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Yemen's reaction to the Houthi attacks on ships that have drawn U.S. strikes

SACHA PFEIFFER, HOST:

And now to Yemen, where Houthi rebels continue to fire missiles at commercial ships in the Red Sea and demand a cease-fire in Gaza. Retaliatory airstrikes by the U.S. over the past few weeks against Houthi targets are not stopping them. Meanwhile, civilians in Yemen, who recently lived through a bloody civil war, worry they'll be caught in the middle. NPR's Fatma Tanis reports.

FATMA TANIS, BYLINE: For the first time in nearly two years since the civil war came to a stalemate, bombs are falling on northern Yemen.

AHMED ALWAZIR: Before the airstrikes started in Yemen, we had felt safe.

TANIS: That's Ahmed Alwazir in Sanaa. He says people are now reliving trauma from the Saudi strikes a few years ago. His own children can't sleep at night when they hear American bombs dropping on Houthi targets nearby.

ALWAZIR: Yemenis in general feel that there is a parallel between what Israel is doing in Gaza and what the U.S. is doing in Yemen.

TANIS: So far, there have been no civilian casualties from the strikes. Still, Alwazir says he hears a lot of support for what the Houthis are doing.

ALWAZIR: For Yemenis, I believe Gaza is the only thing that unites them. I have heard from people who are against the Houthis that right now they might support the Houthis because of what they are doing in the Red Sea.

TANIS: The Houthis were tribal mountain rebels not long ago but have come to rule most of Yemen's population after they overthrew the government in 2014 and took the capital, Sanaa. They are allied with Iran and aren't popular with Yemenis because of corruption, heavy taxation and bad governance. Maysaa Shuja Al-Deen is a senior researcher with the Sanaa Center for Strategic Studies, and she says recent events sparked a big debate in Yemen. There are many who support what the Houthis are doing but also some who accuse them of hypocrisy.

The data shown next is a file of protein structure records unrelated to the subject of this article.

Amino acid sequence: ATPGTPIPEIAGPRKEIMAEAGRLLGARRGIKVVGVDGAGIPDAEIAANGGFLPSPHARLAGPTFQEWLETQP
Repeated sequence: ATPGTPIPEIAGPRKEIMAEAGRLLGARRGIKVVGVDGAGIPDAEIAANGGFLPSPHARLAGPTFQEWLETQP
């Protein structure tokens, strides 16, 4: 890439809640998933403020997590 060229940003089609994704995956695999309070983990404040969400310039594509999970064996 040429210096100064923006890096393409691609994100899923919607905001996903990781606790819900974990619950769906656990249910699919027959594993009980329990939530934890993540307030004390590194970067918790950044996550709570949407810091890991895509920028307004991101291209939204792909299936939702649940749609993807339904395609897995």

MAYSAA SHUJA AL-DEEN: Because they are contradicting themselves how they are calling for freedom of a people and they oppress their own people and how they are calling for lifting the siege or blockade on Gaza and they are besieging a city of 2 million people in Taiz in the middle of Yemen.

TANIS: And concerns are growing that if this goes on, it'll get harder for Yemenis to access food and aid. The country is experiencing one of the worst humanitarian crises in the world. The Houthi attacks, which disrupt one of the world's busiest shipping corridors, have stumped Western leaders. The Houthis film and post propaganda videos that have gone viral. Shuja Al-Deen says while the Palestinian issue has been a foundational part of Houthi ideology, these attacks also play into another core goal.

SHUJA AL-DEEN: They always believe their role exceeds Yemen, and they don't recognize the national borders. And the higher cause or the optimum goal - it is to defeat the Israelis and the Americans in the region, in particular in Palestine and liberating Palestine.

TANIS: This week Houthi leader Abdul-Malik al-Houthi warned of further escalation. Alex Stark is an associate policy researcher with the RAND Corporation. She says the Biden administration is in a tricky spot, trying to respond to Houthi attacks while pushing for a peaceful end to the Yemeni conflict, which, before the war in Gaza, had appeared close.

ALEX STARK: The idea behind what the U.S. and the U.K. are doing is to try to degrade the Houthis' ability to continue to launch these kinds of attacks by attacking, you know, missile sites and satellites.

TANIS: But it's not going to be easy, says Shuja Al-Deen. The Houthis inherited most of their military capability from the Yemeni army. They have some weapons smuggled from Iran, and they also make their own. At best, she says, the U.S. might be able to slow the Houthis down but not for long. Fatma Tanis, NPR News. Transcript provided by NPR, Copyright NPR.

NPR transcripts are created on a rush deadline by an NPR contractor. This text may not be in its final form and may be updated or revised in the future. Accuracy and availability may vary. The authoritative record of NPR’s programming is the audio record.

Fatma Tanis